I vaccinate my family because I want to protect them from diseases. However, that isn’t the only reason I do it. The argument that we shouldn’t worry about unvaccinated children because our children are vaccinated just doesn’t stack up for me. Vaccination is a community-minded action. If my children and I are vaccinated, we have less chance of contracting these diseases. Therefore, we have less chance of spreading them to people who are more vulnerable to their effects. People like newborn babies, elderly people, those undergoing treatment for cancer, people with conditions that impair their immune system or conditions that mean they cannot be vaccinated. These people will be protected by herd immunity if vaccination rates are kept high enough.
When an unvaccinated child gets a vaccine-preventable illness.
The risks of them getting seriously ill increase. We often see people who are against vaccination discussing the risks of serious, adverse reactions to routine jabs as a reason to avoid vaccinating. These are real risks; no medical procedure is risk-free. It’s important to note, though, that serious adverse events like these are extremely rare. Most side effects from vaccines are mild (like redness or soreness) and resolve themselves quickly. Experts agree that the benefits far outweigh the very small risks.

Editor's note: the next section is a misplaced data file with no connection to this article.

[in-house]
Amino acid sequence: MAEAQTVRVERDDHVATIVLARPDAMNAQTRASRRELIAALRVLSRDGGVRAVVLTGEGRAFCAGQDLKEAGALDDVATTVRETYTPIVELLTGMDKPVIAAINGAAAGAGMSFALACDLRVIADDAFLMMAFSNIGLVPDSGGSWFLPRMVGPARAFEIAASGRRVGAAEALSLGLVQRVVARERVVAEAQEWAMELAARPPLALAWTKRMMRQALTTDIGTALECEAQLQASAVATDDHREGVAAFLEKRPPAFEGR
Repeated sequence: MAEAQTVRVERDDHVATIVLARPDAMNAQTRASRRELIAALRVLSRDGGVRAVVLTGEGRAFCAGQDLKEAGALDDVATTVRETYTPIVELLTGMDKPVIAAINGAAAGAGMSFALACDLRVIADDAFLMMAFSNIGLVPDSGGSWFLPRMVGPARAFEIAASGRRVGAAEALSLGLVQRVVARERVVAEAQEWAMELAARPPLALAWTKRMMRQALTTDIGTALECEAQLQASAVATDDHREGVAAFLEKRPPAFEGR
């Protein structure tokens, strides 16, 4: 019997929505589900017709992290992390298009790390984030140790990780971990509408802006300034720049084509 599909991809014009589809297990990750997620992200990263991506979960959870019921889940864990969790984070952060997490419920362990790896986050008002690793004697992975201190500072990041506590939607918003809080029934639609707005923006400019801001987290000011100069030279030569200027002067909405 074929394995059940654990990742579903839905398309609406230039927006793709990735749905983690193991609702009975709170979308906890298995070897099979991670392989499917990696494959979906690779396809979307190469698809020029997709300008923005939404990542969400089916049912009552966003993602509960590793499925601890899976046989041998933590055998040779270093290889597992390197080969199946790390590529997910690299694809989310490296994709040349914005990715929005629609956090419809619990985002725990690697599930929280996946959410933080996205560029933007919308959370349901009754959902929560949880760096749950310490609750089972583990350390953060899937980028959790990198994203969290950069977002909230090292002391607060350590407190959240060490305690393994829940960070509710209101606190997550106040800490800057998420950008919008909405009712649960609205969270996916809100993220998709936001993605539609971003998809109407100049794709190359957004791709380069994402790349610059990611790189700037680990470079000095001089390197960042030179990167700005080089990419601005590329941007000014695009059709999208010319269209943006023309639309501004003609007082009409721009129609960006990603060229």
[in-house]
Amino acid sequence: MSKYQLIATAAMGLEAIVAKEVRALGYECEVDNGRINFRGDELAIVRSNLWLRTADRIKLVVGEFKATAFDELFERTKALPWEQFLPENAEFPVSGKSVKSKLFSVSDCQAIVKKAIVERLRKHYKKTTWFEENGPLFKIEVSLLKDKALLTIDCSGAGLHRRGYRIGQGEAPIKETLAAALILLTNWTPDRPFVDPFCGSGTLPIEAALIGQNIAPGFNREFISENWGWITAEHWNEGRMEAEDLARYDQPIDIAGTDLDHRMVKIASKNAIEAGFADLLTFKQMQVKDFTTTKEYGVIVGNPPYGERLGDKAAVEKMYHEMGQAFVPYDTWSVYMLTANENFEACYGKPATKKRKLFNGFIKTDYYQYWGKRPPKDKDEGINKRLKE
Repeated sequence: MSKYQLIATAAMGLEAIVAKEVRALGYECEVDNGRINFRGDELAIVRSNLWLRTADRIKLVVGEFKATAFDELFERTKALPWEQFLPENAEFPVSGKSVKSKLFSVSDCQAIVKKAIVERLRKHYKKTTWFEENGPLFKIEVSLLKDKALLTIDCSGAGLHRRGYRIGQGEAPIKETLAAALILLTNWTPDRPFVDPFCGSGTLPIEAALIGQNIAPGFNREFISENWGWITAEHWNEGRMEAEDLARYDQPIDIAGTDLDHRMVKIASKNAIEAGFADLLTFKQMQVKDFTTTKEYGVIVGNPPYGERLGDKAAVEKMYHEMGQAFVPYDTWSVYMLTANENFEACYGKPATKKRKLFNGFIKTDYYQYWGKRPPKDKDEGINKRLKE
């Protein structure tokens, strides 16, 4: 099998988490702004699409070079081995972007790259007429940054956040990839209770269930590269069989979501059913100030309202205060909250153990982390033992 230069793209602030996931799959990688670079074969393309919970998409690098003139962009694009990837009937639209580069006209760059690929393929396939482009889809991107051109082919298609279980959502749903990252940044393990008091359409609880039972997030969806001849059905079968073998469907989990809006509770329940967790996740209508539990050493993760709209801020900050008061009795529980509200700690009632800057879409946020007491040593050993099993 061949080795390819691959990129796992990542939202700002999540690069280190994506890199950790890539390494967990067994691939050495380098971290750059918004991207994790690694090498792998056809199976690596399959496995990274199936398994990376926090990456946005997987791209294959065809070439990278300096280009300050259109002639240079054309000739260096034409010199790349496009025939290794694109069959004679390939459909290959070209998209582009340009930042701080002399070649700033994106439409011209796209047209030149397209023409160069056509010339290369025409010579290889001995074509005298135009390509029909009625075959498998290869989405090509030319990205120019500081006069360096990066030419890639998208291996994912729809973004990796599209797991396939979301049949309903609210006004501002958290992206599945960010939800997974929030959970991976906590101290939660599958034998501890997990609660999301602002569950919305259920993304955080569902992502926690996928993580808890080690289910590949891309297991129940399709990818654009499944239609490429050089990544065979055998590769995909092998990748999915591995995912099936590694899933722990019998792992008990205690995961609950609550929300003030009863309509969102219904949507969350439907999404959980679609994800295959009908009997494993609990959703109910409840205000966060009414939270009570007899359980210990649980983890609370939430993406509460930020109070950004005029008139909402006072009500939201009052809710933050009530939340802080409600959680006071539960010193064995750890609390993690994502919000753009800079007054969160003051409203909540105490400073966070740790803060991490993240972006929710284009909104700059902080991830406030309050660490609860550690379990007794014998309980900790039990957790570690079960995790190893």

Serious complications from the illnesses we vaccinate for are much more likely than those from vaccines. Measles, for example, can lead to pneumonia, encephalitis and even death. When a child is infected with it, they are contagious for a day or two before they start showing symptoms, which means they could be exposing any number of people to the illness before their parent knows anything is amiss. Even the initial symptoms can be mistaken for a bad cold for a couple of days before the rash becomes apparent, meaning infected kids aren’t quarantined before inadvertently exposing others.
The cost of not vaccinating.
The cost is very real and on more than one level.